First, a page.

Thursday, October 28, 2010
This week I was back at Dunedin Public Art Gallery for a promotional shoot. I'd already taken some venue pictures during a graduation party so this time the job was to create some shots that promote it as a wedding venue. That called for two delightful models, Victoria and Hamish who my wonderful client Tim Pollock convinced to work for me. They were very convincing as newlyweds, especially considering they won't actually be getting married until next year. I wonder if they've booked a shooter yet?
So to the shoot. The post on these pictures isn't totally finished, but this blog is about the process, not the product.
The gallery atrium is a large and lovely space, but for intellectual property reasons, I needed to avoid featuring the large wall and installation art. That meant concentrating on features like the staircases and windows. It was quite an exercise in lighting and as with most gigs, time was a factor. The large windows meant I had to work with changing ambient light. I'm pleased with the shot above, which was achieved with a mix of daylight from the windows, the in-house lights and a couple of flashes - one on a stand for fill and my voice-activated-lightstand Mike T holding one for a hair light. If anything, this shoot really showed me the dramatic difference good hair light can make.
The shot above was lit with my Orbis ring flash adaptor. This is one that could have used a hair light just to add that touch of glamour, but they were standing against a tall window here and I was racing the outside light.
This is one of my favourites. It wasn't on the shot list and my wonderful client Tim may not use it, but I like it. Between setups I noticed Victoria arranging her hair in the window's reflection and I thought it would make for a nice intimate moment. This was actually a test pop, rather overexposed and brought down in post-processing, but it's got a kind of high fashion look that I really like and am adding to my trick bag. I'm a big believer in pursuing opportunities like this when you spot them. My old writing Guru John Vorhaus calls it 'found art'.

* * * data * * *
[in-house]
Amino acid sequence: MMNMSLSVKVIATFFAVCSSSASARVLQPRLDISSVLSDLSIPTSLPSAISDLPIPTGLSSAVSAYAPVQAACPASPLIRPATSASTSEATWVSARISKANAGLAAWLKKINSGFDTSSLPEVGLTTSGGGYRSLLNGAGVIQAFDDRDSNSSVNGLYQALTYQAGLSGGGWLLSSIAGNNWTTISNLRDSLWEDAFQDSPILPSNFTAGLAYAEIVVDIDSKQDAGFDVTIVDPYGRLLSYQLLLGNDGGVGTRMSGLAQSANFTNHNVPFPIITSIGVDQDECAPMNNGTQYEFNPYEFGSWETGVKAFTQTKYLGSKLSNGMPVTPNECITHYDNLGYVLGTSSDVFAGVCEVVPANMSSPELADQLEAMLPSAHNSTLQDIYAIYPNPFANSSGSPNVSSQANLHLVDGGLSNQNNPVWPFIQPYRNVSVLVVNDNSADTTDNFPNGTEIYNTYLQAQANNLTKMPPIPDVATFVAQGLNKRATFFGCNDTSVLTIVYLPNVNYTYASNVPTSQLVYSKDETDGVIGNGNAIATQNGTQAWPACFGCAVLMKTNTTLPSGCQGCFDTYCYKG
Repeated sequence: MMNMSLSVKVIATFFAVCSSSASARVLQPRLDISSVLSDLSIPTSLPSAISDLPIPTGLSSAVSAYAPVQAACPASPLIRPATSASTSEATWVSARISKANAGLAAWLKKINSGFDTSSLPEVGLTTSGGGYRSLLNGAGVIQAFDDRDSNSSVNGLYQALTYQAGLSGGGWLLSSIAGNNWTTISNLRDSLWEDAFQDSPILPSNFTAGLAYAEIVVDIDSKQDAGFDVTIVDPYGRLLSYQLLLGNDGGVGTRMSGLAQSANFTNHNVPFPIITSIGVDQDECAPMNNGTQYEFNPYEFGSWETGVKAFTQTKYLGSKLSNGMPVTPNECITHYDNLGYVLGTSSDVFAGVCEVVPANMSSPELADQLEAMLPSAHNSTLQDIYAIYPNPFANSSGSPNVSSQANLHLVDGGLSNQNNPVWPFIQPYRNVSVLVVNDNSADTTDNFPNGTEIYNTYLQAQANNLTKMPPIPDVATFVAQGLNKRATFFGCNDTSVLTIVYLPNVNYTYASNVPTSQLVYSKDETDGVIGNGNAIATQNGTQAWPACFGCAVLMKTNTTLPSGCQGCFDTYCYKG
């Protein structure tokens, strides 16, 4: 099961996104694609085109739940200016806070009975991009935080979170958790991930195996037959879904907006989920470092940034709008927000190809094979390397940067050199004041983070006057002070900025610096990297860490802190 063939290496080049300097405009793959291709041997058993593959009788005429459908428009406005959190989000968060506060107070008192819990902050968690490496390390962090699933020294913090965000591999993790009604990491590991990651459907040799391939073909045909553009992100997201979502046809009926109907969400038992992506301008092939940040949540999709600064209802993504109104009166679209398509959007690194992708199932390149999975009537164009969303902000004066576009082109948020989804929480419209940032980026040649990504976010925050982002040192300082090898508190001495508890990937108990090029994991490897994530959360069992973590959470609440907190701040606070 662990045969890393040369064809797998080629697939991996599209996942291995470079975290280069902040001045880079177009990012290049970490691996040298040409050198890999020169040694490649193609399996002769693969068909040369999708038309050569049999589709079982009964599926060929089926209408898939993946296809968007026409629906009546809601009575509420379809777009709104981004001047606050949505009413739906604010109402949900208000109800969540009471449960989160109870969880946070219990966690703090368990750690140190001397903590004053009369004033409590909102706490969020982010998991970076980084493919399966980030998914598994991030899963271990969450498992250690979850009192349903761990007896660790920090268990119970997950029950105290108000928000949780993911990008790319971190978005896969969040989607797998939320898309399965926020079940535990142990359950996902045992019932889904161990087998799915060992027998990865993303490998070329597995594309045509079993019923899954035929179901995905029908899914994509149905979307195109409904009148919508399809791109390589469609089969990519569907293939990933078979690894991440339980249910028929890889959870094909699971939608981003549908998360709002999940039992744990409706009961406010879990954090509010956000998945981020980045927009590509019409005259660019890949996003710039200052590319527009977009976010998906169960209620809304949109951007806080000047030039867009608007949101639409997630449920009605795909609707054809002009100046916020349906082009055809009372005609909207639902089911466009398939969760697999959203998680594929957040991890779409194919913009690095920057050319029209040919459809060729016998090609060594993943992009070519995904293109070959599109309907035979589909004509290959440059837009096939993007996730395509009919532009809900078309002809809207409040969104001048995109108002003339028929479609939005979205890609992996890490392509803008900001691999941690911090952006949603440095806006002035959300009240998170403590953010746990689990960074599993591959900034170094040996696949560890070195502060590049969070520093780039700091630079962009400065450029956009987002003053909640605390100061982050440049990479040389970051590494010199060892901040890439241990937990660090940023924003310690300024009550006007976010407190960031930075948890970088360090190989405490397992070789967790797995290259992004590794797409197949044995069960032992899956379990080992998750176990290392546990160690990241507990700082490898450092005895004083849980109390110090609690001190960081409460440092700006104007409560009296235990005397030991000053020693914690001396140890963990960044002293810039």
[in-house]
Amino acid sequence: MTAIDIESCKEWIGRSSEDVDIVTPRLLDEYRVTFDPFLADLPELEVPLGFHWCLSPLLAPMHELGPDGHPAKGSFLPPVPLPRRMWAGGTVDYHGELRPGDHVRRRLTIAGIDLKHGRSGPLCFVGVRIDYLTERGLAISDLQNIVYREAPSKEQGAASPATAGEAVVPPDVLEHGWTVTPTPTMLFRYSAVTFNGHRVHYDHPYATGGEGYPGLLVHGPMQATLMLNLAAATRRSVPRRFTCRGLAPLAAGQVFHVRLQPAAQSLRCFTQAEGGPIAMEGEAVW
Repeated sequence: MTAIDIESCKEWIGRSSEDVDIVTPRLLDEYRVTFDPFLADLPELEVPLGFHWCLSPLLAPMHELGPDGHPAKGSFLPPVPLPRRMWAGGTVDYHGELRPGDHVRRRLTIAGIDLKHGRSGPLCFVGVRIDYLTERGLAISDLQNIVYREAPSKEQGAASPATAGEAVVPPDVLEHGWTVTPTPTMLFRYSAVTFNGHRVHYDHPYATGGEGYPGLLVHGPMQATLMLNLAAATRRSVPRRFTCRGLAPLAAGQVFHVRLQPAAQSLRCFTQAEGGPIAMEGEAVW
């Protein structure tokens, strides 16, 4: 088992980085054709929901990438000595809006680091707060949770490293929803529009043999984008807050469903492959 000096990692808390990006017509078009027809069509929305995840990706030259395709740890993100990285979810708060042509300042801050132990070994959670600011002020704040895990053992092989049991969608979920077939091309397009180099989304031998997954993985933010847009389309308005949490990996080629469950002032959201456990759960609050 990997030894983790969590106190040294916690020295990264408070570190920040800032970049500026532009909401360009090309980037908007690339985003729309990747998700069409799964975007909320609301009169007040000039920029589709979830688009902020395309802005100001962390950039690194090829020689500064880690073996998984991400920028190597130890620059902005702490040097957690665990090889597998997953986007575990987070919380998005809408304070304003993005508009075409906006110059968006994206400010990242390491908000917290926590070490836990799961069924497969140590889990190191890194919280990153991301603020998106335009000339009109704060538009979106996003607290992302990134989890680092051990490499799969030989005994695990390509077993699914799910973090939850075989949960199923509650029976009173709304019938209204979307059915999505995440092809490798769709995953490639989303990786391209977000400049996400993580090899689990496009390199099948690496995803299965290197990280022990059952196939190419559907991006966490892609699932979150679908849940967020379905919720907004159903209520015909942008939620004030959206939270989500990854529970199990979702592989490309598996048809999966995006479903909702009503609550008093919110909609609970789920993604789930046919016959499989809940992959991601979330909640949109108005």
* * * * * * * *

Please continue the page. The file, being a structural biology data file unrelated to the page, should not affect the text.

More found art. I noticed Victoria playing with the veil fabric and got her to have some fun with it. The spiral staircase was a feature Tim really wanted to capture but lighting it was quite a challenge. Big window daylight coming from camera right mixed with tungsten venue lights. I really needed to bring in some more light from camera left, but the only place to put one on was a mezzanine floor twenty metres away. I was worrying about this the night before and decided to go into a film and video light hire company to see what could give me a 3 metre spread of light at such a distance. I ended up loading my truck with an HMI, a big movie light. It just did the trick. The wall shadow is from one of the sculptures hanging from the ceiling. I figured a shadow wasn't really infringing the artist's IP.
Same setup, this time getting some shadow action from the staircase. Shame about the window in the background, but it is what it is. This and the other stair shot were on Tim's must have list, so I'm glad they turned out well.
Finally, the ambient light outside reached the point where I could get my window shots. I these had firmly in mind although I've never actually executed the technique before. I added a low flash in background to create the romantic back light and also give their faces a little fill. Most of the fill is actually coming from the flash reflecting from Victoria's dress - a handy trick for wedding photography, traditional brides make walking reflectors.
Tim wasn't quite expecting this, so it was nice to deliver it quickly on the night, and he was pleasantly surprised. I think it sells the venue nicely. I certainly hope so!
Have you ever had an experience with "Found Art" in your creative process? Feel free to share with me in the comments section.